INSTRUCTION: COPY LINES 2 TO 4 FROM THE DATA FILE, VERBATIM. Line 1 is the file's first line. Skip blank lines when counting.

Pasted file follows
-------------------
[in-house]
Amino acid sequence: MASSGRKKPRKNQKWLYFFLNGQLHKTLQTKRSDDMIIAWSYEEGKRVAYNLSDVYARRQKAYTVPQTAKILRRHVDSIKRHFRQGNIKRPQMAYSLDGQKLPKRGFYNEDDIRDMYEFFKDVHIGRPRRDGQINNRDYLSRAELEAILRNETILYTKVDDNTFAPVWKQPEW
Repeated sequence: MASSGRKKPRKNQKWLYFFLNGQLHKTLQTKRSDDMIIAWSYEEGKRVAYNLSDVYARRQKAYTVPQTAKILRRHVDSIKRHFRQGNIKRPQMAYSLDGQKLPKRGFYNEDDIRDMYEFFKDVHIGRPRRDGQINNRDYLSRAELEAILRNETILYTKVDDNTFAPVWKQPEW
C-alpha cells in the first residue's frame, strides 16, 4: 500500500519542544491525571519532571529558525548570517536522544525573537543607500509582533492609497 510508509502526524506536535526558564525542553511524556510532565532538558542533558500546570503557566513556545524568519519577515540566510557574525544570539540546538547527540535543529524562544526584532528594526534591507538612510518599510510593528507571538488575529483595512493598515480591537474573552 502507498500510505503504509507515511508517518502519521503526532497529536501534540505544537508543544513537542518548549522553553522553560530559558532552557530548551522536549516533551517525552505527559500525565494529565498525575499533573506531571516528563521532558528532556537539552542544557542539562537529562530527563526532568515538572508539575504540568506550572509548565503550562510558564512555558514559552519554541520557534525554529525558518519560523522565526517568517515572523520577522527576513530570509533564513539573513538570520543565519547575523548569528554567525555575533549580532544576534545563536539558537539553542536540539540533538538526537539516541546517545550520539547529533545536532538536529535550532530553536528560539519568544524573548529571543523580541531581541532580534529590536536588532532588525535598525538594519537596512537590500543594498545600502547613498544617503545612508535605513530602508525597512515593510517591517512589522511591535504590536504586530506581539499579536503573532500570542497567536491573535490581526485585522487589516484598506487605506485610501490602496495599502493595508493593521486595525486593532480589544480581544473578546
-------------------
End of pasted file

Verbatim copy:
Amino acid sequence: MASSGRKKPRKNQKWLYFFLNGQLHKTLQTKRSDDMIIAWSYEEGKRVAYNLSDVYARRQKAYTVPQTAKILRRHVDSIKRHFRQGNIKRPQMAYSLDGQKLPKRGFYNEDDIRDMYEFFKDVHIGRPRRDGQINNRDYLSRAELEAILRNETILYTKVDDNTFAPVWKQPEW
Repeated sequence: MASSGRKKPRKNQKWLYFFLNGQLHKTLQTKRSDDMIIAWSYEEGKRVAYNLSDVYARRQKAYTVPQTAKILRRHVDSIKRHFRQGNIKRPQMAYSLDGQKLPKRGFYNEDDIRDMYEFFKDVHIGRPRRDGQINNRDYLSRAELEAILRNETILYTKVDDNTFAPVWKQPEW
C-alpha cells in the first residue's frame, strides 16, 4: 500500500519542544491525571519532571529558525548570517536522544525573537543607500509582533492609497 510508509502526524506536535526558564525542553511524556510532565532538558542533558500546570503557566513556545524568519519577515540566510557574525544570539540546538547527540535543529524562544526584532528594526534591507538612510518599510510593528507571538488575529483595512493598515480591537474573552 502507498500510505503504509507515511508517518502519521503526532497529536501534540505544537508543544513537542518548549522553553522553560530559558532552557530548551522536549516533551517525552505527559500525565494529565498525575499533573506531571516528563521532558528532556537539552542544557542539562537529562530527563526532568515538572508539575504540568506550572509548565503550562510558564512555558514559552519554541520557534525554529525558518519560523522565526517568517515572523520577522527576513530570509533564513539573513538570520543565519547575523548569528554567525555575533549580532544576534545563536539558537539553542536540539540533538538526537539516541546517545550520539547529533545536532538536529535550532530553536528560539519568544524573548529571543523580541531581541532580534529590536536588532532588525535598525538594519537596512537590500543594498545600502547613498544617503545612508535605513530602508525597512515593510517591517512589522511591535504590536504586530506581539499579536503573532500570542497567536491573535490581526485585522487589516484598506487605506485610501490602496495599502493595508493593521486595525486593532480589544480581544473578546